The need for more extensive provision for the mentally ill was highlighted in 1804 by a Select Committee of the House of Commons which recommended the establishment of a network of public psychiatric institutions (O’Neill 2005). In 1814, Ireland’s first large institution for the mentally ill, the Richmond Asylum, was opened in Dublin (Finnane 1981; Reynolds 1992). It was quickly followed by many more (Williamson 1970): in 1851 there were 3,234 individuals in Irish asylums and by 1891 there were 11,265 (Inspectors of Lunatics 1893).
This dramatic increase in inpatient numbers was attributable to (a) greater recognition of mental illness; (b) changes in diagnostic practices; (c) mutually re-enforcing patterns of asylum-building and committal, underpinned by legislative change; (d) possible epidemiological change owing to socio-demographic changes in population structure and/or unidentified biological factors increasing rates of illness (Kelly 2008a). The “total institution” was the defining feature of the entire, elaborate system: all admissions were involuntary and once an individual had spent 5 years in an institution, it was virtually inevitable they would die there (Walsh 2004).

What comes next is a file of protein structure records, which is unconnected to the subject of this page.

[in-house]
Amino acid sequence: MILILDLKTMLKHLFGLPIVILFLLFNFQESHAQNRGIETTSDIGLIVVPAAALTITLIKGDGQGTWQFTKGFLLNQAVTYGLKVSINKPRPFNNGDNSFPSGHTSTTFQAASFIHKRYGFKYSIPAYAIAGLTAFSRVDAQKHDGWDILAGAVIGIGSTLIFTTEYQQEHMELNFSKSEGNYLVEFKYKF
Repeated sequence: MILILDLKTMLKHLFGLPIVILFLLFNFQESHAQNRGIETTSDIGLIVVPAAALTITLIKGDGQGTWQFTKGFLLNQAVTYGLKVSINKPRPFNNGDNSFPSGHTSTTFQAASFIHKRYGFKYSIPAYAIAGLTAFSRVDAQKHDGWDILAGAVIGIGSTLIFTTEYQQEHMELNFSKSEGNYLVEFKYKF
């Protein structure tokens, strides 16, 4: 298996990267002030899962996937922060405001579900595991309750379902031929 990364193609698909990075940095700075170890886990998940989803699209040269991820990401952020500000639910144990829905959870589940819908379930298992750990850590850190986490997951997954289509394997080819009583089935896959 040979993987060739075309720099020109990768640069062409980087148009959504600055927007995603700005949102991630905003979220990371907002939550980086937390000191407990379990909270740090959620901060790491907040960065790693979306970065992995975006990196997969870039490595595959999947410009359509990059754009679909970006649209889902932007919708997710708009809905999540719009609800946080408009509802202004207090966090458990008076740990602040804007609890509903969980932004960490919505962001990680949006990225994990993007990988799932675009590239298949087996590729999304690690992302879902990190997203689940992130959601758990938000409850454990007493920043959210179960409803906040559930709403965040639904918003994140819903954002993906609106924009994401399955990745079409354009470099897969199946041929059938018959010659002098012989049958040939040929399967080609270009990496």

There were similar problems with high committal rates in other countries, including France, England and the United States of America (US Bureau of the Census 1975; Shorter 1997), but Ireland’s admission rate was especially high at its peak, and especially slow subsequently to decline (Kelly 2008b). This led to the establishment of several commissions of enquiry (Kelly 2008c) including the Commission on the Relief of the Sick and Destitute Poor including the Insane Poor (1927) which recommended the establishment of auxiliary mental hospitals in old workhouses, development of outpatient clinics and introduction of a voluntary admission status (O’Neill 2005).